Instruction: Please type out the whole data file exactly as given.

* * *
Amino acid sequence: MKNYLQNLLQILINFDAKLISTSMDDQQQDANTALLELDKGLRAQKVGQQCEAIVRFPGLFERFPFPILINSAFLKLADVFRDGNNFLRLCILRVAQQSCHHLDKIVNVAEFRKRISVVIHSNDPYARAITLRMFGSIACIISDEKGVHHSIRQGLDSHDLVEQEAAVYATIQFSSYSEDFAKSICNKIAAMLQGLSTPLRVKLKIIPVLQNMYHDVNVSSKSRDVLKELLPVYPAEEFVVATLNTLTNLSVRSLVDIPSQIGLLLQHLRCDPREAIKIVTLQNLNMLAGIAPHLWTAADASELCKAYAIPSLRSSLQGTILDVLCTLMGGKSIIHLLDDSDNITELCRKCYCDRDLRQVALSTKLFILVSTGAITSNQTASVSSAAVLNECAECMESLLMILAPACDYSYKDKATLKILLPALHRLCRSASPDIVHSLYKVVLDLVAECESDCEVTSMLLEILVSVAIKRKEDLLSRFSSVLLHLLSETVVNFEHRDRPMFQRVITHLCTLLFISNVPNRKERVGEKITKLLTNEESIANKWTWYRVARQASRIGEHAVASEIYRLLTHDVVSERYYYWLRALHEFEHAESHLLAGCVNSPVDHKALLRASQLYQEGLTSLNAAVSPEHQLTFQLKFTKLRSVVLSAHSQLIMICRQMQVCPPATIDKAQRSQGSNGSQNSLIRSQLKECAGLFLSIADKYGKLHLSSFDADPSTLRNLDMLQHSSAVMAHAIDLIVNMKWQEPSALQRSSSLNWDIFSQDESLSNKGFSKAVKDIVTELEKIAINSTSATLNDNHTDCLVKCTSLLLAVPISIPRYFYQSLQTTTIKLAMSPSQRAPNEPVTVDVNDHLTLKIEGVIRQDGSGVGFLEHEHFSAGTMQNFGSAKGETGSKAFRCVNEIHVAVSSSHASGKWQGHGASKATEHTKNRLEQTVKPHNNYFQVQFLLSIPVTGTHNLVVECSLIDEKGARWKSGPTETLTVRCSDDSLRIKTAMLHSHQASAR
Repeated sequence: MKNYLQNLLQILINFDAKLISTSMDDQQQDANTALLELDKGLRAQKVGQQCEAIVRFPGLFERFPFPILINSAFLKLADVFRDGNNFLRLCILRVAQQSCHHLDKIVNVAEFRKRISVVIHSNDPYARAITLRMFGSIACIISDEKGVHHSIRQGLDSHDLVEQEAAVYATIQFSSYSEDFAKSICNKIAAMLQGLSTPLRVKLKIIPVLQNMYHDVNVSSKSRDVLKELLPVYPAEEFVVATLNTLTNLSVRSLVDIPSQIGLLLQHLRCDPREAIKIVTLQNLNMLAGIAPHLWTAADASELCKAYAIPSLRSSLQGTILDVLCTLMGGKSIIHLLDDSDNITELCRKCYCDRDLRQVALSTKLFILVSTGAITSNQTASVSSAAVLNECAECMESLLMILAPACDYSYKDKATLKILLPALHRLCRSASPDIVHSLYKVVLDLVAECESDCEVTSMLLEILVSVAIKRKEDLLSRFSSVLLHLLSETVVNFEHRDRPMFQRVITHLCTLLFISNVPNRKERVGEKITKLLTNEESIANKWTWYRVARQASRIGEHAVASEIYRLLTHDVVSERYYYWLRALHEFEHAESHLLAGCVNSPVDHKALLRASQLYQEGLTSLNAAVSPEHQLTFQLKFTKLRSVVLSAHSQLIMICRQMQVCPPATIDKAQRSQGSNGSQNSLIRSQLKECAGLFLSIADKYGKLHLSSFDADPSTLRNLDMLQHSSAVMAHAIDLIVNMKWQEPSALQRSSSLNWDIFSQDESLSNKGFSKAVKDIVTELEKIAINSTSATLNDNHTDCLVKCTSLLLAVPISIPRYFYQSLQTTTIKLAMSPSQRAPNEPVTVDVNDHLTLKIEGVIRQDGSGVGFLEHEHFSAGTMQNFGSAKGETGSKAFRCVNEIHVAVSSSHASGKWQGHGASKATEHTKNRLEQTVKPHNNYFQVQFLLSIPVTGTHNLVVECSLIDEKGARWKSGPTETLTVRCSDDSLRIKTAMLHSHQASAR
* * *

Amino acid sequence: MKNYLQNLLQILINFDAKLISTSMDDQQQDANTALLELDKGLRAQKVGQQCEAIVRFPGLFERFPFPILINSAFLKLADVFRDGNNFLRLCILRVAQQSCHHLDKIVNVAEFRKRISVVIHSNDPYARAITLRMFGSIACIISDEKGVHHSIRQGLDSHDLVEQEAAVYATIQFSSYSEDFAKSICNKIAAMLQGLSTPLRVKLKIIPVLQNMYHDVNVSSKSRDVLKELLPVYPAEEFVVATLNTLTNLSVRSLVDIPSQIGLLLQHLRCDPREAIKIVTLQNLNMLAGIAPHLWTAADASELCKAYAIPSLRSSLQGTILDVLCTLMGGKSIIHLLDDSDNITELCRKCYCDRDLRQVALSTKLFILVSTGAITSNQTASVSSAAVLNECAECMESLLMILAPACDYSYKDKATLKILLPALHRLCRSASPDIVHSLYKVVLDLVAECESDCEVTSMLLEILVSVAIKRKEDLLSRFSSVLLHLLSETVVNFEHRDRPMFQRVITHLCTLLFISNVPNRKERVGEKITKLLTNEESIANKWTWYRVARQASRIGEHAVASEIYRLLTHDVVSERYYYWLRALHEFEHAESHLLAGCVNSPVDHKALLRASQLYQEGLTSLNAAVSPEHQLTFQLKFTKLRSVVLSAHSQLIMICRQMQVCPPATIDKAQRSQGSNGSQNSLIRSQLKECAGLFLSIADKYGKLHLSSFDADPSTLRNLDMLQHSSAVMAHAIDLIVNMKWQEPSALQRSSSLNWDIFSQDESLSNKGFSKAVKDIVTELEKIAINSTSATLNDNHTDCLVKCTSLLLAVPISIPRYFYQSLQTTTIKLAMSPSQRAPNEPVTVDVNDHLTLKIEGVIRQDGSGVGFLEHEHFSAGTMQNFGSAKGETGSKAFRCVNEIHVAVSSSHASGKWQGHGASKATEHTKNRLEQTVKPHNNYFQVQFLLSIPVTGTHNLVVECSLIDEKGARWKSGPTETLTVRCSDDSLRIKTAMLHSHQASAR
Repeated sequence: MKNYLQNLLQILINFDAKLISTSMDDQQQDANTALLELDKGLRAQKVGQQCEAIVRFPGLFERFPFPILINSAFLKLADVFRDGNNFLRLCILRVAQQSCHHLDKIVNVAEFRKRISVVIHSNDPYARAITLRMFGSIACIISDEKGVHHSIRQGLDSHDLVEQEAAVYATIQFSSYSEDFAKSICNKIAAMLQGLSTPLRVKLKIIPVLQNMYHDVNVSSKSRDVLKELLPVYPAEEFVVATLNTLTNLSVRSLVDIPSQIGLLLQHLRCDPREAIKIVTLQNLNMLAGIAPHLWTAADASELCKAYAIPSLRSSLQGTILDVLCTLMGGKSIIHLLDDSDNITELCRKCYCDRDLRQVALSTKLFILVSTGAITSNQTASVSSAAVLNECAECMESLLMILAPACDYSYKDKATLKILLPALHRLCRSASPDIVHSLYKVVLDLVAECESDCEVTSMLLEILVSVAIKRKEDLLSRFSSVLLHLLSETVVNFEHRDRPMFQRVITHLCTLLFISNVPNRKERVGEKITKLLTNEESIANKWTWYRVARQASRIGEHAVASEIYRLLTHDVVSERYYYWLRALHEFEHAESHLLAGCVNSPVDHKALLRASQLYQEGLTSLNAAVSPEHQLTFQLKFTKLRSVVLSAHSQLIMICRQMQVCPPATIDKAQRSQGSNGSQNSLIRSQLKECAGLFLSIADKYGKLHLSSFDADPSTLRNLDMLQHSSAVMAHAIDLIVNMKWQEPSALQRSSSLNWDIFSQDESLSNKGFSKAVKDIVTELEKIAINSTSATLNDNHTDCLVKCTSLLLAVPISIPRYFYQSLQTTTIKLAMSPSQRAPNEPVTVDVNDHLTLKIEGVIRQDGSGVGFLEHEHFSAGTMQNFGSAKGETGSKAFRCVNEIHVAVSSSHASGKWQGHGASKATEHTKNRLEQTVKPHNNYFQVQFLLSIPVTGTHNLVVECSLIDEKGARWKSGPTETLTVRCSDDSLRIKTAMLHSHQASAR